In childcare settings planning helps to enable effective learning and care for children so they are able to develop normally and be actively involved in their lessons. Planning includes ensuring routines and activities are based around individual needs. The needs of the children can be understood through careful observation and shared information from parents/carers. It is important to include children’s needs when planning so that all of the children can get involved no matter what differences they may have; as stated in the Equality Act 2010. For example, the author had to help plan an activity for a PE lesson which was suited to all of the children, one of the children was disabled and in a wheel chair. This meant that physical activity would be difficult for this child, so to ensure the child was included we changed the focus of the lesson to hand-eye co-ordination and provided the child with extra support from a teaching assistant.
Practitioners should implement the Early Years Foundation Stage Framework into their planning, as this covers the welfare and development of children. The welfare section of the framework covers ongoing checks within the setting and ensuring all staff has had the applicable security checks, as well as checking equipment to guarantee safety for children in the setting. The development section considers personal, social, emotional and physical development; it also covers different types of communication, language and literacy as well as providing children with a good understanding of the world.
Daily routines are an approach of planning and it is important to use them in early childcare because they support the delivery of maintaining a happy, safe and secure environment for children. Within planning practitioners can ensure to include in their daily routines safety at home times, sleep/rest times, meal and snack times, also to try and avoid cross-contamination as well as supporting hygiene routines. For example, practitioners can ensure safety at home times by following the policy in the setting which instructs practitioners on what to do when parents/carers collect their children from the setting. Some settings may have to ask unknown people the date of birth of the child they are collecting, or possibly ring the parents of the child to ensure they are being picked up by the right person. Other settings may have passwords and buzzers for parents/carers to enter the building. These procedures help to maintain the care and learning needs of children. When children’s needs are not being met, this can affect their general health and behaviours. It is essential to plan routines beforehand, in addition to regularly reviewing any activities and routines to ensure they are meeting all of the children’s needs to EYFS standards. Children’s needs change all the time, this could be due to their stage of development, interests and background. (Tassoni, 2007, p. 265) Wrote that ‘Abraham Maslow (1908-70) argued that that humans have a range of needs’ and we are all motivated to achieve specific needs and then proceed to fulfil higher needs. Maslow invented the hierarchy of needs which is a pyramid that contains the different stages of needs. The first stage involves the basic physical needs of humans which are to have food, warmth, clothing and shelter. Diet is an element in physical needs and can be applied to a daily routine. For example in a childcare setting children are able to have access to clean water and regular healthy meals throughout the day.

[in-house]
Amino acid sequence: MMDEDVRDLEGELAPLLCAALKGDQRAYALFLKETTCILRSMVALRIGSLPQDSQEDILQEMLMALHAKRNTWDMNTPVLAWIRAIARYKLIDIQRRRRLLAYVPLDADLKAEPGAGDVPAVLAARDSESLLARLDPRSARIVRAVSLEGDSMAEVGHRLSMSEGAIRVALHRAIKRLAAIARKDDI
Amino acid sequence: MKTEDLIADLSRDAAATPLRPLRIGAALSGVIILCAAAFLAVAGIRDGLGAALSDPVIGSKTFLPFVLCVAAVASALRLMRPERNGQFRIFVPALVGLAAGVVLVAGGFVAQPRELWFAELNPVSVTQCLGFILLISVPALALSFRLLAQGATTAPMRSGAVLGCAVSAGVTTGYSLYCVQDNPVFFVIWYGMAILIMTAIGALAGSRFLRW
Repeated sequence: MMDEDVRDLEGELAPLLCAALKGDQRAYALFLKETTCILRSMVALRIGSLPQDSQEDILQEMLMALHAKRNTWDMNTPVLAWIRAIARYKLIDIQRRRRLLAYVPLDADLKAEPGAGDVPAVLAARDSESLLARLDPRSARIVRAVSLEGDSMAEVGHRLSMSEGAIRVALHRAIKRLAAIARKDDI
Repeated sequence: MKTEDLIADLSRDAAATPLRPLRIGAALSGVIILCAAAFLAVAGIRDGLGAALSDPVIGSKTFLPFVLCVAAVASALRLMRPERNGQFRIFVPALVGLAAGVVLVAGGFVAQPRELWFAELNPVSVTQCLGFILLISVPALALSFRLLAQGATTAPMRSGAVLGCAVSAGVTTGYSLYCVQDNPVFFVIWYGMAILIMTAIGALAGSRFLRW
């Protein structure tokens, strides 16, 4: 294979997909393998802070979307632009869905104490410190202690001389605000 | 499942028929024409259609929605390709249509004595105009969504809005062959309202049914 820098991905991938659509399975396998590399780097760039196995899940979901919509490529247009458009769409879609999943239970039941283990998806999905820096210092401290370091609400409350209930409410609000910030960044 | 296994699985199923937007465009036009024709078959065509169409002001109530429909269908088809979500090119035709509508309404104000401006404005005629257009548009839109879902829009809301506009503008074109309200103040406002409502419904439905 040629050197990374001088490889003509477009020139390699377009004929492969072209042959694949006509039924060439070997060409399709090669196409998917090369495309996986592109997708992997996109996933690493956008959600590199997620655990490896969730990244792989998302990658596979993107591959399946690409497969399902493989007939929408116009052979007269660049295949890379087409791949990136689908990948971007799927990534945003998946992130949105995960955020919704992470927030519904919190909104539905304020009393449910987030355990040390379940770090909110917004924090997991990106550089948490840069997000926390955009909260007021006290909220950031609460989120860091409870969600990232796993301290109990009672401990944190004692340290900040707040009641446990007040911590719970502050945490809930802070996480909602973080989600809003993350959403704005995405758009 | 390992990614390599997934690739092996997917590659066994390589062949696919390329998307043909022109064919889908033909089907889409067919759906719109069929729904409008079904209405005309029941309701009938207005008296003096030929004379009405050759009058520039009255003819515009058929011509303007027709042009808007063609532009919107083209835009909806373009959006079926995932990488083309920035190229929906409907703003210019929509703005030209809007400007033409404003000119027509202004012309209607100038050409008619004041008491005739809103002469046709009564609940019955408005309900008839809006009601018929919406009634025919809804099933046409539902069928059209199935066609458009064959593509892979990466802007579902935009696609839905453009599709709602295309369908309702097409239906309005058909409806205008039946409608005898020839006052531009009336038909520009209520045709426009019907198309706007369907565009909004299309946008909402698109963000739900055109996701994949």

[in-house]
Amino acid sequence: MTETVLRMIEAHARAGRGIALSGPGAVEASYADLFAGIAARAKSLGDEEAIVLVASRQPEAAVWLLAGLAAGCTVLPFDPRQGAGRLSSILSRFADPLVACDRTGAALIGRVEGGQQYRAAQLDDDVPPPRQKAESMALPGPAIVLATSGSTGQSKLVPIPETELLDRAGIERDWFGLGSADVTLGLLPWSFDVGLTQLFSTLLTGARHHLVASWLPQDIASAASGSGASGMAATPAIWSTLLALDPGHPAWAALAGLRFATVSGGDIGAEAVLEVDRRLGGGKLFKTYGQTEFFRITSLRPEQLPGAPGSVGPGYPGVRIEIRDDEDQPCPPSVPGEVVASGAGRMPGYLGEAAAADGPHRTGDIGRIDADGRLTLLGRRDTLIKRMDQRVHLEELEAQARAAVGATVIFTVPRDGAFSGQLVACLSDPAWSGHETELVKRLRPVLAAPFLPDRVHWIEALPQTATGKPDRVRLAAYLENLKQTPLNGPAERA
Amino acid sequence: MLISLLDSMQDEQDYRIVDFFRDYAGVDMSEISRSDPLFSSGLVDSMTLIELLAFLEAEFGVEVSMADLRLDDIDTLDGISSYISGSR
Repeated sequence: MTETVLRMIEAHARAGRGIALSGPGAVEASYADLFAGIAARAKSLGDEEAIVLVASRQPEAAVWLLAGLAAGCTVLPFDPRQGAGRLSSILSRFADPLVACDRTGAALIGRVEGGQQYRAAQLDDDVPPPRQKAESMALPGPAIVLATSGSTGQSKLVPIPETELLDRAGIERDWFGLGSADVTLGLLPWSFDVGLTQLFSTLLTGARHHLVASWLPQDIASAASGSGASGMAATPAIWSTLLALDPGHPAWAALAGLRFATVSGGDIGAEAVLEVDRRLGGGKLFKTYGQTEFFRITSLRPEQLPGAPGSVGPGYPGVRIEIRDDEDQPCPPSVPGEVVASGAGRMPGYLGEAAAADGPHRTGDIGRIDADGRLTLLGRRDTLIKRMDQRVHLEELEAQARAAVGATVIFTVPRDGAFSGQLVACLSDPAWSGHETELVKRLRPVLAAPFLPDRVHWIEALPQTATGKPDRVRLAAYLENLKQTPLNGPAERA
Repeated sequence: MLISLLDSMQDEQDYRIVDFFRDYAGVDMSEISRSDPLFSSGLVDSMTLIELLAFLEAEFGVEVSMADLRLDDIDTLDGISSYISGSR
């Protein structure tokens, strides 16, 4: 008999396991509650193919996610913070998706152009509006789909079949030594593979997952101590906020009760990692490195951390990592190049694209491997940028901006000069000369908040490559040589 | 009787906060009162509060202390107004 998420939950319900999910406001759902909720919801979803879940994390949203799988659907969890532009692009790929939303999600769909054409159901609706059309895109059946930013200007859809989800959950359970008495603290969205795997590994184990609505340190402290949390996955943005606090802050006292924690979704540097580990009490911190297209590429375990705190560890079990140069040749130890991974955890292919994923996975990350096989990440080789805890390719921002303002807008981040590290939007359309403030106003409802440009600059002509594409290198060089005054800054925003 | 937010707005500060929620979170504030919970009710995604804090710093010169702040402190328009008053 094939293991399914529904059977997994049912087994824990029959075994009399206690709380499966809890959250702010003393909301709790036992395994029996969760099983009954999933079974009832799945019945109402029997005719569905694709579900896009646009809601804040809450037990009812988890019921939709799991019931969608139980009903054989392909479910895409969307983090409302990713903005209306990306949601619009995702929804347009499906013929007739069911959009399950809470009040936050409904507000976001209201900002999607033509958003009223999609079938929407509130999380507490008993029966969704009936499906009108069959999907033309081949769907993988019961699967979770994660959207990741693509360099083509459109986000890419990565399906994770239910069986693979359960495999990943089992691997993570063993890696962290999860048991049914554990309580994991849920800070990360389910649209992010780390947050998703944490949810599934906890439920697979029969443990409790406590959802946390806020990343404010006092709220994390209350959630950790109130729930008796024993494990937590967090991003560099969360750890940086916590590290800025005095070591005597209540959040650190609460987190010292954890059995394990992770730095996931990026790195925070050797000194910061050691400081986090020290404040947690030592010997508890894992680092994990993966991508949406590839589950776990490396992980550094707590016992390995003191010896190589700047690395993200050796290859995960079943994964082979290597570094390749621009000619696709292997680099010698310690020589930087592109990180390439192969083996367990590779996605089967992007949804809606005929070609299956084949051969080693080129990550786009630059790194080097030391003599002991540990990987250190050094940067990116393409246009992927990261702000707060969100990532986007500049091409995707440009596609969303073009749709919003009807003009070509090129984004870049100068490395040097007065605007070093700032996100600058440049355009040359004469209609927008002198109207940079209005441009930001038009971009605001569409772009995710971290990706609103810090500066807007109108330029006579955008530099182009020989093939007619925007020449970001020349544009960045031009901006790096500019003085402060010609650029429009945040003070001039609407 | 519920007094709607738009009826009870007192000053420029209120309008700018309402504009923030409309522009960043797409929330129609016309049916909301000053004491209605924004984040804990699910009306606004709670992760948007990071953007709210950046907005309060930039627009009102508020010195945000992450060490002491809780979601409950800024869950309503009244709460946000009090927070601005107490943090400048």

The second stage is emotional needs and this involves security and protection. Safety is one element of the emotional stage which is regarded in childcare settings and took into account when panning routines and activities. The practitioners keep children safe by ensuring there are locks which are placed higher up on doors so the children are unable to reach them, this is so no one can enter the building or escape from the